During recent trade discussions in Costa Rica, I visited a new state-of-the-art Intel microchip plant outside San Jose. I asked the managers there, hard-nosed business people, why they selected Costa Rica over everywhere else in the world for their $500 million investment. Open markets are important, they said, but the deciding factor was Costa Rica's educated workforce, stable democracy, and respect for the rule of law.
This is exactly the point that our hemispheric neighbors understood when we developed the Summit agenda almost a year ago. Now is the time to pursue a second generation of reforms for the next generation of the Americas.
Launching Trade Negotiations
Next week in Chile we will formally launch comprehensive and meaningful negotiations to establish the Free Trade Area of the Americas (FTAA). Last month our trade ministers met to plan negotiations, and they made significant progress. We simply cannot underestimate the importance -- or the difficulty -- of achieving consensus on these issues. Now we are negotiating with order and determination over the pace of discussions, but not the overall goal.
Let me be clear: economic integration in the hemisphere will proceed regardless of government action. Our efforts are intended to bring order to this ongoing process. The President is committed to the FTAA, he is committed to these negotiations, he is committed to obtaining fast track negotiating authority, which will help the United States shape the agreement to be consistent with our vital interests and the values our citizens hold dear. As negotiations proceed and the benefits of the FTAA become clear, we are confident that Congress will give the President the tools he needs to finish the job.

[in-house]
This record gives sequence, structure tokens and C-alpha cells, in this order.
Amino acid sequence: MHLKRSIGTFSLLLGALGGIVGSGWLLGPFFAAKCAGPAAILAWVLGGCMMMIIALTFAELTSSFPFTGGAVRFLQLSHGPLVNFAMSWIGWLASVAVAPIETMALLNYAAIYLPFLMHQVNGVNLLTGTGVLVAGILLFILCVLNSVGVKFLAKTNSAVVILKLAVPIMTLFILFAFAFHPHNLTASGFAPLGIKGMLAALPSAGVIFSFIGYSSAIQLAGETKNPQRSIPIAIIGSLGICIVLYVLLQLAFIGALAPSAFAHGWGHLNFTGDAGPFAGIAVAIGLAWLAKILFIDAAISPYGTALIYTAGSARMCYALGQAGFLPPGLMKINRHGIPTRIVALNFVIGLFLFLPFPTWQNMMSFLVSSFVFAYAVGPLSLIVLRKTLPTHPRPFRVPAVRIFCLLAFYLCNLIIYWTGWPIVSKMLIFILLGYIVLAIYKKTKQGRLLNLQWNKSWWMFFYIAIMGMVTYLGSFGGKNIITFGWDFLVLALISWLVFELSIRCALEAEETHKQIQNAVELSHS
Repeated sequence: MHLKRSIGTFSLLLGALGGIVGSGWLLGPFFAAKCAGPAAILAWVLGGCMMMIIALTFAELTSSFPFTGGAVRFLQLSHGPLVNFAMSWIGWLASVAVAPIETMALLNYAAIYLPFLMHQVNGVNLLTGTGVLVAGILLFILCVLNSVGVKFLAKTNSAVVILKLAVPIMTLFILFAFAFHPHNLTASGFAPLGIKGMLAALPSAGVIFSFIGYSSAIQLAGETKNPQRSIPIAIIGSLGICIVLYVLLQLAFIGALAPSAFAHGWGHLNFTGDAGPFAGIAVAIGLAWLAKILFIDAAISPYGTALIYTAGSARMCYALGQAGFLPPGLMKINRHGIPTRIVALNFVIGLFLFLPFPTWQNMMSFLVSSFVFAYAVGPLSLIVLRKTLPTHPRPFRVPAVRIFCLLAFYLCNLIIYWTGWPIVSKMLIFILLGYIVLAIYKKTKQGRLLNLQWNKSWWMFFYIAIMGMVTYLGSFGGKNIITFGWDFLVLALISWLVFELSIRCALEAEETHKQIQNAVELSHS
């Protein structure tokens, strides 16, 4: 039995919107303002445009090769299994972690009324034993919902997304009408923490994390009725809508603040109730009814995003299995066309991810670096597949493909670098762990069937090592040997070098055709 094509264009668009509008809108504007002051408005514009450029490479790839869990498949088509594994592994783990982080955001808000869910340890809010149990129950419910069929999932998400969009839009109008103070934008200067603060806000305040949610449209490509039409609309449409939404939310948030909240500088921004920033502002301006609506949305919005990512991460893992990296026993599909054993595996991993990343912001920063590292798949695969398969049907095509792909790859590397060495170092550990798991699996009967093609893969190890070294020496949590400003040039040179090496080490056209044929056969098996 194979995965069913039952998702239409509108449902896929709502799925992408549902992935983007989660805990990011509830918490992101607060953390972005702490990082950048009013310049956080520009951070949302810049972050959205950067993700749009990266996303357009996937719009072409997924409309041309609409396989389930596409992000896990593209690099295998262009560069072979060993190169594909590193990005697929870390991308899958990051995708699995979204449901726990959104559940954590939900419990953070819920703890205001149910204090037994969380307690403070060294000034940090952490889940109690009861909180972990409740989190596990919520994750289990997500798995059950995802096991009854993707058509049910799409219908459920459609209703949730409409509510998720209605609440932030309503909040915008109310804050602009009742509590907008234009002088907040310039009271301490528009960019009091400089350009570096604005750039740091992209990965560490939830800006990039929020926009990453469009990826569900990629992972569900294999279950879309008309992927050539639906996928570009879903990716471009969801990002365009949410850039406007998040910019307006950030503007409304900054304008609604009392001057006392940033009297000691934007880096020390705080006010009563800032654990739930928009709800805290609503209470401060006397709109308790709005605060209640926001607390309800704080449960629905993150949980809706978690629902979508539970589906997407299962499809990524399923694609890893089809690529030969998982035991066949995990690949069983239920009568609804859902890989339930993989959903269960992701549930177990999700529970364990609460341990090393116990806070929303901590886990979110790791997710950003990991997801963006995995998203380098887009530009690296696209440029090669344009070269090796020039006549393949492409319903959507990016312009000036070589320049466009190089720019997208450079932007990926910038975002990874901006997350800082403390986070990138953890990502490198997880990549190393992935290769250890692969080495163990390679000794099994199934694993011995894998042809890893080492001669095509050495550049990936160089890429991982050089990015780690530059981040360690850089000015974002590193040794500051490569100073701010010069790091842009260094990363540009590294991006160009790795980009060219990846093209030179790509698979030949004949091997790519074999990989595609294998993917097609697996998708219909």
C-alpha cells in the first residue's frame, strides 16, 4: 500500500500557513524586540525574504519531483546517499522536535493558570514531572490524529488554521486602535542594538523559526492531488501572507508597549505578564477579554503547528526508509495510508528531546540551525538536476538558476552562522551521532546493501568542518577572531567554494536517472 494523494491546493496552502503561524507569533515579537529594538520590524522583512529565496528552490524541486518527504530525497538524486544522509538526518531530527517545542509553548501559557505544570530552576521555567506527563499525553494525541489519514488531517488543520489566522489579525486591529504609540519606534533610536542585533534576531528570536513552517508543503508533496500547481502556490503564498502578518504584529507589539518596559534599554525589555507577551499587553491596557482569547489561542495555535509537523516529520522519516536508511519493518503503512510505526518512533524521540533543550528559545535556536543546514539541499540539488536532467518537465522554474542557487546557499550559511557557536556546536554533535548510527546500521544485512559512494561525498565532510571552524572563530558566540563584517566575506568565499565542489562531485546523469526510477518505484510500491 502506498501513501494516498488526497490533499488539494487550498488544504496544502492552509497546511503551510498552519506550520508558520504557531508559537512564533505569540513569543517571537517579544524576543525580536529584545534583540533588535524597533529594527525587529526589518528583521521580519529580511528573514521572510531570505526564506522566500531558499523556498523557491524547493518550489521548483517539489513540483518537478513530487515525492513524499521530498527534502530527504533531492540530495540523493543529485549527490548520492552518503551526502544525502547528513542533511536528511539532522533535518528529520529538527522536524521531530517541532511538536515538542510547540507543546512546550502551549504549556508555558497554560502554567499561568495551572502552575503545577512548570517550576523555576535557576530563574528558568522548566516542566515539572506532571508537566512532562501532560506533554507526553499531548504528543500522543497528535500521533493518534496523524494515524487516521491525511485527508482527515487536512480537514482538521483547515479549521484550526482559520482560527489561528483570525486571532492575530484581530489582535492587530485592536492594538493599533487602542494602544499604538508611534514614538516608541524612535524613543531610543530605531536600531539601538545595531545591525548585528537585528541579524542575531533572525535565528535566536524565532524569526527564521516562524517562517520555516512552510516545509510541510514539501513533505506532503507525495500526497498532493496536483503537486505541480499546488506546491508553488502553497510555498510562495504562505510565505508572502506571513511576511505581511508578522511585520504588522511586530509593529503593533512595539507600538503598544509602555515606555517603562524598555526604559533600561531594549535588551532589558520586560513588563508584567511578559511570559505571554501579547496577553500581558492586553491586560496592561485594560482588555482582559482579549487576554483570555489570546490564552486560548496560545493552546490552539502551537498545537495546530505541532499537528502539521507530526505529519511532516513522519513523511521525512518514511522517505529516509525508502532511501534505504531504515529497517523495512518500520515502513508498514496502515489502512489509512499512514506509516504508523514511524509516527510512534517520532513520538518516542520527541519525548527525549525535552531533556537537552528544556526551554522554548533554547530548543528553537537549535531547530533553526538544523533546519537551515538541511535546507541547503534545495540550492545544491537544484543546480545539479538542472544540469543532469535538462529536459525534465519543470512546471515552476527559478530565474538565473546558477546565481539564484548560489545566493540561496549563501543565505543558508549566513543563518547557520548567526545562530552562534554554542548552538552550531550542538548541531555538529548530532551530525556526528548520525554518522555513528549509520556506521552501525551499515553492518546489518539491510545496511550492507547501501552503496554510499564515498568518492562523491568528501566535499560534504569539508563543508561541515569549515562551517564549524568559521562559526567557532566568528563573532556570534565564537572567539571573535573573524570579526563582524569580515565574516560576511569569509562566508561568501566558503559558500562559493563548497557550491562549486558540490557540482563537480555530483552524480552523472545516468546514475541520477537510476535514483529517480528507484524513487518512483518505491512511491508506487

V. Democratic Values: From Solitude to Solidarity
As we look ahead to the next century, we must not ignore the new realities that have swept the Americas. We must help shape the character of our hemisphere through sustained engagement.
Our choice is clear. Will our future as neighbors be one of sovereign states, working together as partners on the common concerns of our people? Or will we see mixed progress, less prosperous hemispheric economies--including our own--and a return to suspicion and mistrust? For the first time in memory, the hope in the Americas for democracy, peace, and prosperity is a realistic one. What we do in Santiago and beyond will help determine whether democracy will in fact deliver, and whether it will endure for generations to come.
For much of the last century, democracy was all too rare in the western hemisphere. Citizens and governments who spoke out for democracy could often sympathize with the title of Gabriel Garcia Marquez's novel "One Hundred Years of Solitude." But the new character of the hemisphere is bringing citizens and governments together. With sustained U.S. engagement and a new spirit of partnership, we can create "One Hundred Years of Solidarity" for democratic values. From Cien A'os de Soledad to Cien A'os de Solidaridad, from solitude to solidarity, the twenty-first century can be a century of democracy, open markets, and prosperity. And together we can realize the vision of a truly greater Americas.